The text message from my surrogate niece Heather was a flash of light from the heavens, the swell of the Hallelujah Chorus, the burst of a pheasant taking wing. Her son wants to come to the farm for a day of squirrel hunting. His first hunt.
I’m looking forward to serving as stand-in grandfather for the day. There are few pleasures in life that rival the days when a grandfather can share some learning experiences with a grandson, and first hunts are among the best of those experiences.
First hunts promise magical moments for grandchildren and grandparents, the generations that straddle parents. Kids and old coots, we both know about parents – those people who can take the magical flavor out of any feast by doling out too large a serving of practicality. Telling us what to wear, insisting that we apply sunblock and bug repellent before going out in the woods, that sort of thing. Fortunately, this excessive parental oversight works in the favor of the “grands” because it establishes for both of us the truth that we have a common enemy that we must work cooperatively to thwart.
By going on a squirrel hunt together.
A squirrel hunt is an escape from all that parental utilitarian folderol. Sitting in the woods at first light of an autumn morning, far from clocks and calendars and vitamin pills and toothbrushes and cell phones, shivering a bit as frost on bare branches turns to dewdrops that shower down on us, the natural world waking up while we watch it. The simple glory of being in the wild. An escape from the invisible but steel-rigid strictures of civilization for a few hours. Heck, sometimes a squirrel or two gets involved in the adventure.
Admittedly, there is a 180-degree twist between the grandfather’s and the grandson’s objectives for the day. For the elder, the taking of game is way down the priority list of goals. For the younger, it is number one. And two, and three, and four. No predator is more bloodthirsty than a 13-year-old in his first year of hunting.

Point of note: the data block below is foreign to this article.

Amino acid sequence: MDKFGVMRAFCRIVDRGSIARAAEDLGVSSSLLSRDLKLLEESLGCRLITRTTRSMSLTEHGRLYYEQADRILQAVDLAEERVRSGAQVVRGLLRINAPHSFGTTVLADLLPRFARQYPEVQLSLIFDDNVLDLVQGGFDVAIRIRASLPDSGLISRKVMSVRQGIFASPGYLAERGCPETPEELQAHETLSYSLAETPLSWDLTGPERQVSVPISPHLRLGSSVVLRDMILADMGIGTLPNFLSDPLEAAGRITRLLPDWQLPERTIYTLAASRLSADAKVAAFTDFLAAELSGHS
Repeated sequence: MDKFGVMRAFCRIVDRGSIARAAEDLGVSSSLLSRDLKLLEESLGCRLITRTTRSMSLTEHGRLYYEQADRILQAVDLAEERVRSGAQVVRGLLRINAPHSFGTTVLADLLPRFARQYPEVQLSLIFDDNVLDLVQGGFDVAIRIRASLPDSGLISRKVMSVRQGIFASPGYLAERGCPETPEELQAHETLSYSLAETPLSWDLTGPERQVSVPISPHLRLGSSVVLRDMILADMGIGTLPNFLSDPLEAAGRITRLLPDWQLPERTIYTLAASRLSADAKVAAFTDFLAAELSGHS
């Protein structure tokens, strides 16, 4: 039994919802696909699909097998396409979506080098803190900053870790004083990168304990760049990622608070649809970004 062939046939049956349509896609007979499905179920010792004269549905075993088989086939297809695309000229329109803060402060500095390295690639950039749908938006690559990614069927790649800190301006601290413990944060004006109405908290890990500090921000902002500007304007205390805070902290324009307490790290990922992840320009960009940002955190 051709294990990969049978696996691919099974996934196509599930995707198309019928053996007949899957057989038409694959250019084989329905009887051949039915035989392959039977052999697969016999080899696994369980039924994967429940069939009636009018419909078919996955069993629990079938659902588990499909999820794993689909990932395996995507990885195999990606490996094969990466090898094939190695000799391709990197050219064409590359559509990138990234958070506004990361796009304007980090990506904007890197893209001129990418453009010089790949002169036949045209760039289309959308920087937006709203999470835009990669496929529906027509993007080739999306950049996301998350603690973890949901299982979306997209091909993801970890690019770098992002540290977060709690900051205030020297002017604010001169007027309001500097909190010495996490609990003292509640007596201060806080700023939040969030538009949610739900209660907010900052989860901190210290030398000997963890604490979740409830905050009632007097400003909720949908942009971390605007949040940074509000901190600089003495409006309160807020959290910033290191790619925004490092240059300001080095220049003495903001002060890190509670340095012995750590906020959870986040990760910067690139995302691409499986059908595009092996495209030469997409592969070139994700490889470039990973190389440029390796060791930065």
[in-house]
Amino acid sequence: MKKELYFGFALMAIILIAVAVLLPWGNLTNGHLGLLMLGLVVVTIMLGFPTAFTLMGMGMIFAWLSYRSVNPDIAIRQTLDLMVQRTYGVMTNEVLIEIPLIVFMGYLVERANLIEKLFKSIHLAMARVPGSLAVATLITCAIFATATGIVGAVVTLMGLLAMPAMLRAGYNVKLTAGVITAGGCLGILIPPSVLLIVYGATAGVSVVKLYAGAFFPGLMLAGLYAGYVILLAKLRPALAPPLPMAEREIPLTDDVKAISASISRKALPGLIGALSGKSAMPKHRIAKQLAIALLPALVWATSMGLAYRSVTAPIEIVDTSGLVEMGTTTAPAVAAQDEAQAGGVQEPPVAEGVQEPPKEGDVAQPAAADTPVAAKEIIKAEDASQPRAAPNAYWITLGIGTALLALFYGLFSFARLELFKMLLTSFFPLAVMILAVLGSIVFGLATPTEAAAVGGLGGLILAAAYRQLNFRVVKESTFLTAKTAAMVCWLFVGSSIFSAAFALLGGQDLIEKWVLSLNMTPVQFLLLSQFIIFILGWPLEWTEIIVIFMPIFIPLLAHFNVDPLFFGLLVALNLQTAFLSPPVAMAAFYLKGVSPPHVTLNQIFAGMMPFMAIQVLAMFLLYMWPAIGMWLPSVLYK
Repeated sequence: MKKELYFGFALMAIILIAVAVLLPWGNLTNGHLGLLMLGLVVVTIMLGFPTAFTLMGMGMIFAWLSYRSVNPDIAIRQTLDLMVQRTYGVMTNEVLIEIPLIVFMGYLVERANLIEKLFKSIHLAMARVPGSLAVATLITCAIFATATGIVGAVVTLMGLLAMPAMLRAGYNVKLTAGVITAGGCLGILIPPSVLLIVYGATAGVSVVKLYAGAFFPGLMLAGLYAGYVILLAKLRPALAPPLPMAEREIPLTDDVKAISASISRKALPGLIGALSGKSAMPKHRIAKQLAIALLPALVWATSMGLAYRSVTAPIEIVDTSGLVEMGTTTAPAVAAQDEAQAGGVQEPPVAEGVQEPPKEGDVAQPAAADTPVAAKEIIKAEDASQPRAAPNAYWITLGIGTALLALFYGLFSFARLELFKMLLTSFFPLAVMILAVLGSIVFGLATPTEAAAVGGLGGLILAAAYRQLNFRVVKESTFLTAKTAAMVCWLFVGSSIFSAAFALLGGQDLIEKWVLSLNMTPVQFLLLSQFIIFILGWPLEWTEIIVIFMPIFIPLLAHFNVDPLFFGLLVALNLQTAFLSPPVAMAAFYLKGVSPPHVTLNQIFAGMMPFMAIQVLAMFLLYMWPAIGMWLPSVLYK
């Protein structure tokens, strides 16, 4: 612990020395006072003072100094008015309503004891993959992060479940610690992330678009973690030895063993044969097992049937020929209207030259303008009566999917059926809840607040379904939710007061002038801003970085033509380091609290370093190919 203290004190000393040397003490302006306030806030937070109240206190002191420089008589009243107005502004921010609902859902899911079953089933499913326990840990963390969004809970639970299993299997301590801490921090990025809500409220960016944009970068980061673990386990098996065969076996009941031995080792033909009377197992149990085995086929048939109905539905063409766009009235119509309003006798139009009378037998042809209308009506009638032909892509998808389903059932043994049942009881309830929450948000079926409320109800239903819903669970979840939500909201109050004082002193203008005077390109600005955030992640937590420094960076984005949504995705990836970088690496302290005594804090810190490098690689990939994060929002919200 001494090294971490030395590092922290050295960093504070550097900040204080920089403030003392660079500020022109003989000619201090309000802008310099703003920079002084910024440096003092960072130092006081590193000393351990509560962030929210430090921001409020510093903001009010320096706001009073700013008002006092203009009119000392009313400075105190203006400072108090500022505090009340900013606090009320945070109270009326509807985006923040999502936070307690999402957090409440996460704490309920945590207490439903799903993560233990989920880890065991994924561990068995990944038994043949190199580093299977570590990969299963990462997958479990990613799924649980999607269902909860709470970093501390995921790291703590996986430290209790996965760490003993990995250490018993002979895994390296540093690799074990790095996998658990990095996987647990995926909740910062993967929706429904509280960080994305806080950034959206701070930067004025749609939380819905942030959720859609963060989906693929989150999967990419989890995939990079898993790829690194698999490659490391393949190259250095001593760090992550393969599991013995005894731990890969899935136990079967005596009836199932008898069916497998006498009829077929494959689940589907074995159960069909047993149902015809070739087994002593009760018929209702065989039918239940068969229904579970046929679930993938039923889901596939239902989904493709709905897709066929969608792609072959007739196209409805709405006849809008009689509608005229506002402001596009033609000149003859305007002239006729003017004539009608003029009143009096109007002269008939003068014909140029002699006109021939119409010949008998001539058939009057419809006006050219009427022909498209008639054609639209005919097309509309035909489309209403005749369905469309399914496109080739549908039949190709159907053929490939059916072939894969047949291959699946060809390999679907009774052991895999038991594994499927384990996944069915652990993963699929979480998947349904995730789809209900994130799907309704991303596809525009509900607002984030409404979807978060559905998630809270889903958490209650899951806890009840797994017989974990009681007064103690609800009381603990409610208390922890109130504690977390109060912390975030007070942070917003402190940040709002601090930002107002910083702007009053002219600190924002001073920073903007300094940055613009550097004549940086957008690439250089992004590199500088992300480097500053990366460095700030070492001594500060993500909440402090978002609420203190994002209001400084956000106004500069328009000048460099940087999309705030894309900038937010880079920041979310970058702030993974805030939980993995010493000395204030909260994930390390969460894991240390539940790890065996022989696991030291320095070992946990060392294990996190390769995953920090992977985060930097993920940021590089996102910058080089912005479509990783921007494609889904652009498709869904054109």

Coots know this because we went through that phase ourselves. It takes a while to come to the realization that the joy of sport hunting is in the “being there,” savoring the experience. It is not a competitive game that requires scorekeeping and numbers. Sadly, some hunters never learn this truth. I suppose their hunting education was neglected early on, probably because they lacked a teacher, a grandparent, to guide them toward the best rewards of the blood sports.
Mentoring a grandkid’s search for the hunter’s ethic is the most valuable thing we grandparents can provide in the course of a day afield. What we get back, in equal measure, is the satisfaction of opening this outdoor world to a succeeding generation of hunters.
Evermore cantankerous and grumpy, we coots of the Over the Hill Gang lament the decline of the blood sports over the course of our lifetimes. Much of this decrease in participation in hunting is simply demographic: urbanization continues apace, and fewer and fewer children have opportunity to experience outdoor recreation in the rural countryside, the wild. Technology also plays a part, not only because of all the “screens” that provide children with constant color, sound, movement, flash, interaction, and instant gratification, but also because outdoor recreation itself has been invaded by technology (The Hunting Marketplace).
If only we could slow this rush to replace real experiences with virtual experiences, or at least divert the blood sports from the insidious influence of technology. And for a few hours, a morning’s squirrel hunt, we can do that.
“Let me show you something, boy. Make a tight fist, like this. Press your thumb against your lower lip. Now kiss the side of your knuckle. Hear how that sounds like a squirrel’s ‘challenge’ bark? When a squirrel sees you and ducks behind a branch, you make that bark. He can’t resist. He’s got to look over the top to see what that other squirrel is barking at. Then you’re going to shoot him.
“A couple of important lessons there: how to call a squirrel, and how it’s wise, whether you’re a squirrel or a boy, to mind your own damned business when someone starts squalling their lungs out about some fool thing.
“Now let’s talk about how to get a squirrel centered in your rifle scope…”
More stories about life in the North Country are published in collections of essays and novels, all available through Amazon.com at Jerry Johnson Author Page